I’ve been asking people I meet–friends and new acquaintances–about the things they do daily. I’m curious about the idea of actions and rituals that become “everyday sustainable” in the ability to be sustained (i.e., daily activities or habits) and also as they relate to the concept of sustainability, related to the impact on environment and health.
My friend F’s “everyday sustainable” is a great answer to the common lament, “But I don’t have time!” Before heading out to her demanding job where she works long hours, F does her daily meditation practice. How long does it take?, you ask. 3 minutes! That’s right, 3 minutes.
F notices that she’s able to be more focused at work. And this is with just 3 minutes a day, an amount of time that she can manage. The impetus to get started was joining a pranayama breathing class in her apartment complex. Even though her husband had encouraged her to meditate for many years (he has a regular practice), it was her own experience with the benefits of paying attention to the breath that actually got her started.
From F’s story we know that 3 minutes a day can make a difference. Leo Babauta suggests starting with just 2 minutes a day. We hear so much about starting small with new habits, but I find myself resisting the idea that tiny is good enough. It’s time I take this advice and re-boot my 15-minute a day meditation “practice” (which is currently at 0 minutes a day) by accepting that 3 minutes is as perfect an amount of time as 15 minutes or 2 hours. And tomorrow will be another day, to continue the practice. Excuse me, I have to find my seat.
I’ve been thinking about the common questions about habits–how to start one? what makes some easier to stick to? how do I get past the 2 week novelty drop off? These questions seem to be in the air, popular these days in healthcare, with the quantified self tracking movement, and enabled often by technology for tracking and sharing data.
One question that doesn’t seem as popular is: when should I start a new habit?
Of course the big start date that comes to mind is New Year’s Day with its frenzy of resolutions, many of which are intentions to start new habits or kick old ones. But are those resolutions really authentic intentions? Or are they an excuse to binge during the holidays, a “last fling” before the new beginning that a new year promises?
I happened to be out of the country on vacation for the New Year, so I didn’t even pretend to set New Year’s Resolutions. Charles Duhigg writes in The Power of Habit that vacations are a great way to change behavior, particularly to break habits, because a different environment can break down automatic behaviors. But I wanted to enjoy my vacation and wasn’t interested in breaking any habits then. (Or maybe my bad habits didn’t join me on my vacation.)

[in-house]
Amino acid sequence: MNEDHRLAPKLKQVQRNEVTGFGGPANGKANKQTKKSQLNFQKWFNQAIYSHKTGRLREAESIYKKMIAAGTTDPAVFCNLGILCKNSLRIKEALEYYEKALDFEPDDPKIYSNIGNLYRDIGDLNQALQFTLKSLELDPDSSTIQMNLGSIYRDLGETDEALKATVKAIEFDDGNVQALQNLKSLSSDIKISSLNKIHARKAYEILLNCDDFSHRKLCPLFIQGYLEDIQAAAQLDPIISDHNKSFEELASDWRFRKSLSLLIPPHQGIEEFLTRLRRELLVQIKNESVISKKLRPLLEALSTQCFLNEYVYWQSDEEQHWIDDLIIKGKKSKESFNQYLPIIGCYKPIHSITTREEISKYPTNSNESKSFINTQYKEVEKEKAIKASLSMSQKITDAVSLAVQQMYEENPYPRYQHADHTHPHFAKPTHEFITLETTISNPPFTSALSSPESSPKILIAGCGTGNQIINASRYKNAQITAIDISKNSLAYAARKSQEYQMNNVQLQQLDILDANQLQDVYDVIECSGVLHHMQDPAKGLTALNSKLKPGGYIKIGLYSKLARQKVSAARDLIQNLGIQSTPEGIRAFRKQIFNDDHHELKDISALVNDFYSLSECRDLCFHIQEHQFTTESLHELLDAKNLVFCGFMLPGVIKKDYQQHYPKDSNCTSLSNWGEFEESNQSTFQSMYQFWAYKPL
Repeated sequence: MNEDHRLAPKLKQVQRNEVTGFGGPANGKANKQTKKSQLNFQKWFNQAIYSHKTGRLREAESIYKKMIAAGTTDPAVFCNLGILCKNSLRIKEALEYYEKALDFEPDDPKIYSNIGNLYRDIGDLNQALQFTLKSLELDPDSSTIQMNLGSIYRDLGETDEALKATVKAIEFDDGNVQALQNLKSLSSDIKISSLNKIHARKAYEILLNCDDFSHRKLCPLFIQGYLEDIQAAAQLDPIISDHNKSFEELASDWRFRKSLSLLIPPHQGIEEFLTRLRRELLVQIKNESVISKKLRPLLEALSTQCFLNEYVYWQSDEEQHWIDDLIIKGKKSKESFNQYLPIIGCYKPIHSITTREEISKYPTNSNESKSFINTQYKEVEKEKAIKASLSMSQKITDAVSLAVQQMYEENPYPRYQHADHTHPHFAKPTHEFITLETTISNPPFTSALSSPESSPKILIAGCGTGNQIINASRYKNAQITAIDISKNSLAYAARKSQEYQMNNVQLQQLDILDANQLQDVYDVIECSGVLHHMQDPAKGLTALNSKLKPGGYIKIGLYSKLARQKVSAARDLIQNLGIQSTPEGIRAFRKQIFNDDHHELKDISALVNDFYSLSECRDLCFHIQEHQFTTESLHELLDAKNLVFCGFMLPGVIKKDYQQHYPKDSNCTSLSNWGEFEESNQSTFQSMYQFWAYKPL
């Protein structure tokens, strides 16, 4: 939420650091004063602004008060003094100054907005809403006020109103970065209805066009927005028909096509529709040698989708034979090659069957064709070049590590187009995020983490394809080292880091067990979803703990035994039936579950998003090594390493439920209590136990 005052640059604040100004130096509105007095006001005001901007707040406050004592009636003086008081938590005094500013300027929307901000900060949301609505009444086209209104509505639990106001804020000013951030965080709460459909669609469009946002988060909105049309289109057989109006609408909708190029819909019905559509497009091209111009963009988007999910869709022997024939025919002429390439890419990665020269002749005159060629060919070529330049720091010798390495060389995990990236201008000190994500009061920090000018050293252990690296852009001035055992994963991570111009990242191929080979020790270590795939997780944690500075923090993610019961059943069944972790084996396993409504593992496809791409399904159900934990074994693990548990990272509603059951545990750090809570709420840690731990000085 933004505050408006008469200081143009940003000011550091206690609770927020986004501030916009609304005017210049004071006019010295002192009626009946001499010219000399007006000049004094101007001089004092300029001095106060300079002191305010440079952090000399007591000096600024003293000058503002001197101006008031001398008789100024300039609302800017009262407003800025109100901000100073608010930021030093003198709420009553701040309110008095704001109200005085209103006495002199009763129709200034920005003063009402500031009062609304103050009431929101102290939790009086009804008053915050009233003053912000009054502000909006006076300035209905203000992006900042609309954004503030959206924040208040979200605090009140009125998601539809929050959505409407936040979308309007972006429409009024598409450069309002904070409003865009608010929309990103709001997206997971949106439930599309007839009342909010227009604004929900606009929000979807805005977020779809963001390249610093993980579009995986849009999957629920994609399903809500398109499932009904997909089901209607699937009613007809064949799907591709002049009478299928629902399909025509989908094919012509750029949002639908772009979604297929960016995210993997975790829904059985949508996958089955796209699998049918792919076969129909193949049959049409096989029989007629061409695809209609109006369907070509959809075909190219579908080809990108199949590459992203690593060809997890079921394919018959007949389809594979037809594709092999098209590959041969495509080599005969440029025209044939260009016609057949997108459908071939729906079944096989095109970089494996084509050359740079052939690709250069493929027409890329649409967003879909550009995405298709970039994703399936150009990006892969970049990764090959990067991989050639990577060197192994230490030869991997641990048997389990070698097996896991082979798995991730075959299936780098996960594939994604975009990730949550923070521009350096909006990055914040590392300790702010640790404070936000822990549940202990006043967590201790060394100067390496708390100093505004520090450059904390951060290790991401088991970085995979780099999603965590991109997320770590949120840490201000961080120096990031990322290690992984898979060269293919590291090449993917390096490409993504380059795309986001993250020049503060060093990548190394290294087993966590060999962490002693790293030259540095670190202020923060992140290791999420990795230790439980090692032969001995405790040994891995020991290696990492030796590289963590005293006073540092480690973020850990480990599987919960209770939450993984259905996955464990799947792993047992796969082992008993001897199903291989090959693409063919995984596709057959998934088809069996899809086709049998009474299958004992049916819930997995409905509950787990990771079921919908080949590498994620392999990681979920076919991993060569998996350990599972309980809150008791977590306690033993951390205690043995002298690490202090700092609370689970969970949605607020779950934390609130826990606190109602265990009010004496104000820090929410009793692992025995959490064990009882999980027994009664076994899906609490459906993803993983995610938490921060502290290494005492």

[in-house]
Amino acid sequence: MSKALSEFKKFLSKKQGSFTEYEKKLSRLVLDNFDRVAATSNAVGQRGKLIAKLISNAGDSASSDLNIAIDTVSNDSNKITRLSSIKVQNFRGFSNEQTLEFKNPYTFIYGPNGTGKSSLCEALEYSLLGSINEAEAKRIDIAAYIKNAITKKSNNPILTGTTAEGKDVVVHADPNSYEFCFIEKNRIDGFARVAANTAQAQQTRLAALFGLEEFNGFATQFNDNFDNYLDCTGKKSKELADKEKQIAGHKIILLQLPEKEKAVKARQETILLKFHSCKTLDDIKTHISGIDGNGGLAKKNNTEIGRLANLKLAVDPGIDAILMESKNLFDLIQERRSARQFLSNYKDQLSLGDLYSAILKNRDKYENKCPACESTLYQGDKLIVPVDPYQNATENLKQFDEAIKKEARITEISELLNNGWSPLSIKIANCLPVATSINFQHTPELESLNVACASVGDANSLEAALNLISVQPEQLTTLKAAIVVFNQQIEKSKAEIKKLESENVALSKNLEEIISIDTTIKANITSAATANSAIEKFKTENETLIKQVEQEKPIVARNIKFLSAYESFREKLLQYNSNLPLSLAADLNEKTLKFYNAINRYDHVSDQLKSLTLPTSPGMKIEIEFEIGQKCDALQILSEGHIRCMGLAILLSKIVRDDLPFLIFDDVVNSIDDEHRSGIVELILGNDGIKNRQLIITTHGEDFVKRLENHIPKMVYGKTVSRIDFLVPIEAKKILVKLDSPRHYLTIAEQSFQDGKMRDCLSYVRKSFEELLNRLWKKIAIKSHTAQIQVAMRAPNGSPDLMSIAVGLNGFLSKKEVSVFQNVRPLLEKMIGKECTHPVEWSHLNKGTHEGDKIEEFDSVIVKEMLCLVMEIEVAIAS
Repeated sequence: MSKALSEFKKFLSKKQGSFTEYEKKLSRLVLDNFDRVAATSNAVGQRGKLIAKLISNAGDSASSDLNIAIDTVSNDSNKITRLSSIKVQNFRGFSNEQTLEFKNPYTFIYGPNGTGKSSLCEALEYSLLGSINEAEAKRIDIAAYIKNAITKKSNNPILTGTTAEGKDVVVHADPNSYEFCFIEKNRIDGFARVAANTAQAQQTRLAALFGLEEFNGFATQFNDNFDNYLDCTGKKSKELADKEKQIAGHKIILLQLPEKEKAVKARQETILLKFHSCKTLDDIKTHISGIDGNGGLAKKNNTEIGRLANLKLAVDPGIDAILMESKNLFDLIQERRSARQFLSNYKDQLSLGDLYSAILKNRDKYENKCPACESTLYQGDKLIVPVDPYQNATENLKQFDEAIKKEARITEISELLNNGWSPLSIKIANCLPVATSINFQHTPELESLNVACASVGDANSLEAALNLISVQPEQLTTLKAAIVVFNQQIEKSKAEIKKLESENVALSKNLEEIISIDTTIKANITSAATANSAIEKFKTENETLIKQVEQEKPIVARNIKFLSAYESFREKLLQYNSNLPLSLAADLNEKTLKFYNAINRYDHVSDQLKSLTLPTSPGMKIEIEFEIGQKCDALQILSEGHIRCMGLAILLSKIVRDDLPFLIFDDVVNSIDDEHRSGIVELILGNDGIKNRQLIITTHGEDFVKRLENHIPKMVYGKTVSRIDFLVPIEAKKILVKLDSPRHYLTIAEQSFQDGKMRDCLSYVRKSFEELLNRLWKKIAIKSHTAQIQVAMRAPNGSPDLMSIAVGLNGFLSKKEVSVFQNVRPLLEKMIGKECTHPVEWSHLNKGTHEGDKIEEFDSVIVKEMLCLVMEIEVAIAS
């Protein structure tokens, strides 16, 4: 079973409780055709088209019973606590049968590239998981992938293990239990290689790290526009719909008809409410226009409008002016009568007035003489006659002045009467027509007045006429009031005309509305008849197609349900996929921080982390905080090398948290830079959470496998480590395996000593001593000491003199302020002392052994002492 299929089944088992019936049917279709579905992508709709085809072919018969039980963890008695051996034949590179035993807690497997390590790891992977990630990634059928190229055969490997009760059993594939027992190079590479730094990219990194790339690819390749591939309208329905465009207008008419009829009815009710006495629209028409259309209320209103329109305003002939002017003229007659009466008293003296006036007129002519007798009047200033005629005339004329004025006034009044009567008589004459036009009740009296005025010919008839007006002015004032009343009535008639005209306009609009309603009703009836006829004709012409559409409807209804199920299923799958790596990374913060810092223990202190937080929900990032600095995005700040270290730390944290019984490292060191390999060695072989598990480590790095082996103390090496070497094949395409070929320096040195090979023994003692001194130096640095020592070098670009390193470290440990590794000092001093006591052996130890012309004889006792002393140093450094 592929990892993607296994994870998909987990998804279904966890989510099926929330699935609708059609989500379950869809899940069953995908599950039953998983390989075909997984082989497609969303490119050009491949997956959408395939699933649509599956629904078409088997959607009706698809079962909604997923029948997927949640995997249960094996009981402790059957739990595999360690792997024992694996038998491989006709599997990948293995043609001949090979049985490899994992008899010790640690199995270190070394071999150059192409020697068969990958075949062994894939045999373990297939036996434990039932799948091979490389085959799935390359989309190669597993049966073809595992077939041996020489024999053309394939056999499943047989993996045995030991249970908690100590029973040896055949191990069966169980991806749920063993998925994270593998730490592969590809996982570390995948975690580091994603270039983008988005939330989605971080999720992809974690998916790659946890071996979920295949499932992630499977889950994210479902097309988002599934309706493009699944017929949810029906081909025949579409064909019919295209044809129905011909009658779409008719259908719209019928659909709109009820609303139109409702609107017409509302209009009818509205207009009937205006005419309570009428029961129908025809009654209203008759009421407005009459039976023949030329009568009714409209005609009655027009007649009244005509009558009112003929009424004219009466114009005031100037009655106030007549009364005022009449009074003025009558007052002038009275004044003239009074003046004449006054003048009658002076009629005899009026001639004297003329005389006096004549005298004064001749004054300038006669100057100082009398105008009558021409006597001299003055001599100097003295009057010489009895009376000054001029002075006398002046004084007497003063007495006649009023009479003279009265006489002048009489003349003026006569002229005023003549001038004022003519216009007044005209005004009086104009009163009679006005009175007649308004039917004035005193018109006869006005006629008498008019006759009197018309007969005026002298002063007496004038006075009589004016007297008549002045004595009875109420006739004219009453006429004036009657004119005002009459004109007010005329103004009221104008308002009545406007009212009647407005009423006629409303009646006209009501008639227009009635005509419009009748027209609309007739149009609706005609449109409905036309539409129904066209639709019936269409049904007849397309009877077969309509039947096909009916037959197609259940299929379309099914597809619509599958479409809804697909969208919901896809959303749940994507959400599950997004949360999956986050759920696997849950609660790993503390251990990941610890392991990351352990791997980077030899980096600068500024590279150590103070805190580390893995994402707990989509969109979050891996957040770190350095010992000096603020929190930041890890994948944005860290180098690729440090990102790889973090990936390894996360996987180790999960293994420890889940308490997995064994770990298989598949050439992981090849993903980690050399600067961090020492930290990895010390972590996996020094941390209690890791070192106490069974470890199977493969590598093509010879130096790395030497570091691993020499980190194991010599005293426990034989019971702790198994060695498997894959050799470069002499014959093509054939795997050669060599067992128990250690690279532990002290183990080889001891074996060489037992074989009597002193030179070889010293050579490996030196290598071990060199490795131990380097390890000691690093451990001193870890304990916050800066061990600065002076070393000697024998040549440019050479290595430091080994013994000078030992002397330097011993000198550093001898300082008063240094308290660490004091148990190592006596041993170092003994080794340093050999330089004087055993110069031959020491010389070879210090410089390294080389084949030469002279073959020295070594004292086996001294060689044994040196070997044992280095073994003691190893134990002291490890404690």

However, my birthday is at the beginning of February, so I had the chance to consider my personal New Year as a chance at a new beginning. And I took it!
I decided that my birthday would be Day 1 of daily running. And, contrary to my training for half and full marathons and all the stuff I have heard and read about how I have to exercise for 35 or 45 minutes, I decided that I only had to get out of the house and run a little. After all, even one mile is enough to get my heart pumping, my muscles working, and enjoy a bit of the outdoors and fresh air. Certainly better than not running at all.
In the 4 weeks since my birthday I have for run 19 out of 28 days! That’s 2/3 of the days, or 4.75 days/week. OK, it hasn’t been every day, but it is more often than I have ever run. And, it is already more of a habit than any other non-life-baseline habit I’ve had (e.g., flossing, bathing, eating, commuting to work, etc.) since my regular violin practice as a kid. And this one didn’t require having my mom nag me.
My tracking data (check marks on a paper calendar) tells me that I got off to a great start with 12 consecutive days of running (that 2-week honeymoon period), after which I’ve tapered to about an every-other-day rhythm. Actually, daily running is not advisable for me since I’m working on strengthening a weak foot, but it felt great to be out there regularly, and now I’m hooked on the feeling. So in order to make this everyday sustainable, I think I’ll ride my bike on the off days.
Tomorrow’s a perfect day to start my new habit of daily
running getting out and moving my body. Conveniently, tomorrow is also the month anniversary of MY new year, so I can leverage that to get me going, and to anchor the beginning.
When will you start your new habit? Today‘s a perfect day to start. Or, if the day’s almost over, tomorrow‘s another perfect day to start. Or if you need a little more oomph on the start like I did, pick a day that has some significance for you.
I’m restarting this blog to broaden the idea of Everyday Sustainable from its original incarnation that focused on sustainability, energy efficiency and the environment.
I’m still passionate about living a life that’s sustainable environmentally, however, this concept pervades my interests more broadly. And I suppose I was aware of this with that first blog because I called it:
A place to share and explore the choices, questions, tools, and actions that I and others make as we navigate how to live “everyday sustainable.”
So indeed, the questions I ask now/again are:
- How do we live everyday in a way that is healthy not only for the environment, but also for us as individuals, in relationship, and in our communities?
- What tools and habits help us?
And I find myself filtering the everyday through this lens, as I explore broad interests in personal health, caregiving and aging, quantified self (QS), energy efficiency and sustainability, and delightful user experience and design.
I plan to share what I observe and pass along what I find are interesting, useful and fun ideas and examples of “everyday sustainable.”